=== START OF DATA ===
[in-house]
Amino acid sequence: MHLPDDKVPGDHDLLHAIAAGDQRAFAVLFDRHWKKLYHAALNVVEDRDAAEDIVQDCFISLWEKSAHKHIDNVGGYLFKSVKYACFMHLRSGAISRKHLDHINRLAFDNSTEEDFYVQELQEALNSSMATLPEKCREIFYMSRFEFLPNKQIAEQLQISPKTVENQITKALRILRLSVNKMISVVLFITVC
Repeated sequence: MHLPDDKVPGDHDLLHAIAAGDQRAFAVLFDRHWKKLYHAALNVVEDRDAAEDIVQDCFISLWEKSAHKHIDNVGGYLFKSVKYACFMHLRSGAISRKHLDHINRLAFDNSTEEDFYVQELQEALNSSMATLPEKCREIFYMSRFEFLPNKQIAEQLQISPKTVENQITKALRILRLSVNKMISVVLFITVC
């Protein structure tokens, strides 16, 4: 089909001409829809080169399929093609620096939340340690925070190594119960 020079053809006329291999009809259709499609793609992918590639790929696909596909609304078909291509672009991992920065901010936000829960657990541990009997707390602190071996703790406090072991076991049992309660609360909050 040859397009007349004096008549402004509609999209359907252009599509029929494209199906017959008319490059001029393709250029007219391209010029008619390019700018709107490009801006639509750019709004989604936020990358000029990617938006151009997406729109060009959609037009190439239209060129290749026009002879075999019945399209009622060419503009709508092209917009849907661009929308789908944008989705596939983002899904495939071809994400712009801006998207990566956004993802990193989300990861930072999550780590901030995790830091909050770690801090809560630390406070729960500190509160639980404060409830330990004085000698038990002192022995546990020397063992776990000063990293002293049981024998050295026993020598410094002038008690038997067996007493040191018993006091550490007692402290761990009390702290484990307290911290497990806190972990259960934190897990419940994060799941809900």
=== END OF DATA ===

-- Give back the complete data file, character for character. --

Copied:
[in-house]
Amino acid sequence: MHLPDDKVPGDHDLLHAIAAGDQRAFAVLFDRHWKKLYHAALNVVEDRDAAEDIVQDCFISLWEKSAHKHIDNVGGYLFKSVKYACFMHLRSGAISRKHLDHINRLAFDNSTEEDFYVQELQEALNSSMATLPEKCREIFYMSRFEFLPNKQIAEQLQISPKTVENQITKALRILRLSVNKMISVVLFITVC
Repeated sequence: MHLPDDKVPGDHDLLHAIAAGDQRAFAVLFDRHWKKLYHAALNVVEDRDAAEDIVQDCFISLWEKSAHKHIDNVGGYLFKSVKYACFMHLRSGAISRKHLDHINRLAFDNSTEEDFYVQELQEALNSSMATLPEKCREIFYMSRFEFLPNKQIAEQLQISPKTVENQITKALRILRLSVNKMISVVLFITVC
């Protein structure tokens, strides 16, 4: 089909001409829809080169399929093609620096939340340690925070190594119960 020079053809006329291999009809259709499609793609992918590639790929696909596909609304078909291509672009991992920065901010936000829960657990541990009997707390602190071996703790406090072991076991049992309660609360909050 040859397009007349004096008549402004509609999209359907252009599509029929494209199906017959008319490059001029393709250029007219391209010029008619390019700018709107490009801006639509750019709004989604936020990358000029990617938006151009997406729109060009959609037009190439239209060129290749026009002879075999019945399209009622060419503009709508092209917009849907661009929308789908944008989705596939983002899904495939071809994400712009801006998207990566956004993802990193989300990861930072999550780590901030995790830091909050770690801090809560630390406070729960500190509160639980404060409830330990004085000698038990002192022995546990020397063992776990000063990293002293049981024998050295026993020598410094002038008690038997067996007493040191018993006091550490007692402290761990009390702290484990307290911290497990806190972990259960934190897990419940994060799941809900």